Sexual relations between a patient and a medical practitioner serving the patient are not rampant, but this does not mean that they are not there in the country. It is for this reason that the case like this one of Medical Board of Australia v Topchian (Occupational and Business Regulation)  VCAT 86 is presented to the tribunal. Sexual relations cases are there only that most do not go further than negotiations between the two parties involved. However, for the current case, negotiations failed, and this is why it was reported to the medical board, and the proper channels were followed in solving it. The paper will critically analyze the entire case determining what conclusions were made and following on the basis of the decision.
To start off, there were some allegations made against Dr. Topchian and were presented to the tribunal for determination. Topchian was alleged to have had unprofessional conduct and professional misconduct. The allegations were arising from a sexual relationship he had had with a patient. Topchian was a cosmetic surgeon and engaged in sexual relations with a patient he was treating at the time. The professional misconduct and unprofessional conduct allegations were based on the Health Practitioner Regulation National Law Act 2009 (Vic) s196 and Occupational and business regulation list: Health professionals Registration Act 2005 (Vic) (HPR) s 77("Medical Board of Australia v Topchian (Occupational and Business Regulation)  VCAT 86 (1 February 2013)", 2013).
Following the presentation of these to the Tribunal, the tribunal launched their investigations which would lead to further findings. One of the findings was that between 11th August 2009 and 31st October 2009, the accused Dr. Topchian was involved in professional misconduct. As defined in The Health Professions Regulation Act 2005 (Vic) section 3(1) paragraph (b), professional misconduct is unprofessional conduct that occurs more than once. When the misconducts are combined, they amount to conduct that is below the reasonably accepted standards of a health practitioner registered with the governing body with the level of experience and training. Dr. Topchian being found to having professional misconduct was based on him being engaged in a sexual relationship with a patient he was treating as a cosmetic surgeon. The second finding was that between 28th July 2010 and 15th September 2010, Dr. Topchian involved himself in behaviours that constituted of unprofessional conduct as defined by the Health Practitioner Regulation National Law Act 2009 (Vic). The allegations were found to be true in that Dr. Topchian participated in a negotiation with the patient in which case, his solicitor. In the talks, he proposed to pay an amount of money to the patient and in return, the patient remains quiet. The patient was to sign a document that stated that she would refrain from taking action or disclose the affair to anyone. To seal the agreement, the patient was also required to delete all the material from her laptop and her mobile phone that would lead to the discovery of the sexual relationship in the future. The tribunal’s findings were in consent with the parties involved in the case ("Medical Board of Australia v Topchian (Occupational and Business Regulation)  VCAT 86 (1 February 2013)", 2013).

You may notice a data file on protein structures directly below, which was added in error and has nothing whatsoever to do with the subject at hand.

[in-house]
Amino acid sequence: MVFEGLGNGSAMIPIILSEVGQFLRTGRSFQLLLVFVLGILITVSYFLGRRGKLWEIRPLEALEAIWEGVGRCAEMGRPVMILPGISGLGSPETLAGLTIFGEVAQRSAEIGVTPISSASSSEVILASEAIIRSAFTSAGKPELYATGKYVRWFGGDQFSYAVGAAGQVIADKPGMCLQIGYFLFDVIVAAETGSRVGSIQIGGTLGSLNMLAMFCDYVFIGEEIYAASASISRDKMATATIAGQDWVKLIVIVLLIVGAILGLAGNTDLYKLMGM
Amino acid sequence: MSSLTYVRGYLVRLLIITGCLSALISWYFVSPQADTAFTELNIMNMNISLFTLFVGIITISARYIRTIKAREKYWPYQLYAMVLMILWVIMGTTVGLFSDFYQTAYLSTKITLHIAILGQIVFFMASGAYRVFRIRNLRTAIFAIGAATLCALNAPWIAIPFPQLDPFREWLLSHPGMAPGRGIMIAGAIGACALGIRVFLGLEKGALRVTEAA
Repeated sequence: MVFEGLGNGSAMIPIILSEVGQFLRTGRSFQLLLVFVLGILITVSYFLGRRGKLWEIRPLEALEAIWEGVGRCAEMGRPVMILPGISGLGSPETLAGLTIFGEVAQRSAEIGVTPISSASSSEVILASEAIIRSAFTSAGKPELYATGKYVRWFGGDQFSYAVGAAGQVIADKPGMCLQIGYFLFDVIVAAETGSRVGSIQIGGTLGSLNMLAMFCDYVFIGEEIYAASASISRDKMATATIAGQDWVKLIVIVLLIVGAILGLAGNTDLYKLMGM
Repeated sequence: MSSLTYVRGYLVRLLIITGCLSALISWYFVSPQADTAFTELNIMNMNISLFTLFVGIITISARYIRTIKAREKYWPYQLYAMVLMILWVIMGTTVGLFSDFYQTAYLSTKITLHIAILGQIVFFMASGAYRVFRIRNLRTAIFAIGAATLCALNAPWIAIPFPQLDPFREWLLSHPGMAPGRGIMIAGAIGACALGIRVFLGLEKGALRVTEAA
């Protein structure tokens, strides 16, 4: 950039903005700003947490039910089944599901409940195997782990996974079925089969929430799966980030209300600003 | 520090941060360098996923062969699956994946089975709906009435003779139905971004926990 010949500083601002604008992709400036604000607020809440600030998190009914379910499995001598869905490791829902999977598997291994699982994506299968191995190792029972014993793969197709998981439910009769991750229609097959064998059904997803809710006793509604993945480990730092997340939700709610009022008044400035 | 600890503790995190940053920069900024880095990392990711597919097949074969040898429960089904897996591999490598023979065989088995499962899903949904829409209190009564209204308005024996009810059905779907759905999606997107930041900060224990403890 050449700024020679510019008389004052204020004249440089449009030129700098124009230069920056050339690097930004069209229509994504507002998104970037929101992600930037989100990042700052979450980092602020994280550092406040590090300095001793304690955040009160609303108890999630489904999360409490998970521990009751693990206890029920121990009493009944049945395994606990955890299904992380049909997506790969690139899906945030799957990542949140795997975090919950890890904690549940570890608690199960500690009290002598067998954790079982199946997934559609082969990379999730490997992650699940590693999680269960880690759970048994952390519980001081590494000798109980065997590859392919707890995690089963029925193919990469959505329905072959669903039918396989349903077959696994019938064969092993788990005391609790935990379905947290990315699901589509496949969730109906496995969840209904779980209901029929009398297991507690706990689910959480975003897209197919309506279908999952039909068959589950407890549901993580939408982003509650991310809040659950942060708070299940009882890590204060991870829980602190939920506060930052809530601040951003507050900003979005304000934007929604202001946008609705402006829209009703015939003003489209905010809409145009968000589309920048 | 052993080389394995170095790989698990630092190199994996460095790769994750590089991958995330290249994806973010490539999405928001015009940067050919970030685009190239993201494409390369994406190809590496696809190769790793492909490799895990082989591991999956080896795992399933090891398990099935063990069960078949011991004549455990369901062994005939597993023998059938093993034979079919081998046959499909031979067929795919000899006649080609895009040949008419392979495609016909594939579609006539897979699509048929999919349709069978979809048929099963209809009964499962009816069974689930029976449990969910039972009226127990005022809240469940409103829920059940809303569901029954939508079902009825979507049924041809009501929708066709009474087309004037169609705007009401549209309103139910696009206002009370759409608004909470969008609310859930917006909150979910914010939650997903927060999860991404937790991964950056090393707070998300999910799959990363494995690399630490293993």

The tribunal had to make orders in relations to the case considering that there was substantial evidence against Dr. Topchian’s conduct as a health practitioner. One of the orders was that Dr. Topchian registration be suspended for one year where the suspension would be from the 1st of March 2013. The second one was that Dr. Topchian would be reprimanded. The third order was that Dr. Topchian would be required to consult a mentor on a monthly basis. The consultation would be for the entire time he was to be in suspension and two years after the suspension of his registration. The mentor will be required to report on Dr. Topchian’s progress in writing every three months to the Medical Board of Australia (the Board). The tribunal however made it known that the agreement between the mentor and the Board could be changed to a period they both seemed suitable. The fourth and final order that the tribunal made was that the engagement of the mentor would be at Dr. Topchian’s expense. All these determinations were made under the guidance of section 196 of the National Law and section 77 of the Health Practitioners Registration Act ("Medical Board of Australia v Topchian (Occupational and Business Regulation)  VCAT 86 (1 February 2013)", 2013).